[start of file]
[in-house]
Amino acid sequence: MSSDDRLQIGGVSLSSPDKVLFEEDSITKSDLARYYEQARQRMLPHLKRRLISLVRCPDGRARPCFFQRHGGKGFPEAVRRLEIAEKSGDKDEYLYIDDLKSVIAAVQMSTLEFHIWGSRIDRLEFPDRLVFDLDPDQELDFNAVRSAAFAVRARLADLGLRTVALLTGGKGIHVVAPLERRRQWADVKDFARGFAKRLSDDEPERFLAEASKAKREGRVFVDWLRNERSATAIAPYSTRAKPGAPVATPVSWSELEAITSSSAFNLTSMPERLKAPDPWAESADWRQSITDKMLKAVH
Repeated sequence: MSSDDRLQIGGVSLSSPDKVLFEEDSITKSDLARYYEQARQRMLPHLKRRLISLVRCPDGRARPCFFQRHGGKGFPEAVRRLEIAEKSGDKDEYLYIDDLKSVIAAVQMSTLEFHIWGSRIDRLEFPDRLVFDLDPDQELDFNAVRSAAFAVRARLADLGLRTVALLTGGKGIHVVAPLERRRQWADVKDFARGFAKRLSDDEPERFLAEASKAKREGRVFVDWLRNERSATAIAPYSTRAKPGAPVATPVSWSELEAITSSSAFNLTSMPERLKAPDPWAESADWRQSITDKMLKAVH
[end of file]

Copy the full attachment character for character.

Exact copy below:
[in-house]
Amino acid sequence: MSSDDRLQIGGVSLSSPDKVLFEEDSITKSDLARYYEQARQRMLPHLKRRLISLVRCPDGRARPCFFQRHGGKGFPEAVRRLEIAEKSGDKDEYLYIDDLKSVIAAVQMSTLEFHIWGSRIDRLEFPDRLVFDLDPDQELDFNAVRSAAFAVRARLADLGLRTVALLTGGKGIHVVAPLERRRQWADVKDFARGFAKRLSDDEPERFLAEASKAKREGRVFVDWLRNERSATAIAPYSTRAKPGAPVATPVSWSELEAITSSSAFNLTSMPERLKAPDPWAESADWRQSITDKMLKAVH
Repeated sequence: MSSDDRLQIGGVSLSSPDKVLFEEDSITKSDLARYYEQARQRMLPHLKRRLISLVRCPDGRARPCFFQRHGGKGFPEAVRRLEIAEKSGDKDEYLYIDDLKSVIAAVQMSTLEFHIWGSRIDRLEFPDRLVFDLDPDQELDFNAVRSAAFAVRARLADLGLRTVALLTGGKGIHVVAPLERRRQWADVKDFARGFAKRLSDDEPERFLAEASKAKREGRVFVDWLRNERSATAIAPYSTRAKPGAPVATPVSWSELEAITSSSAFNLTSMPERLKAPDPWAESADWRQSITDKMLKAVH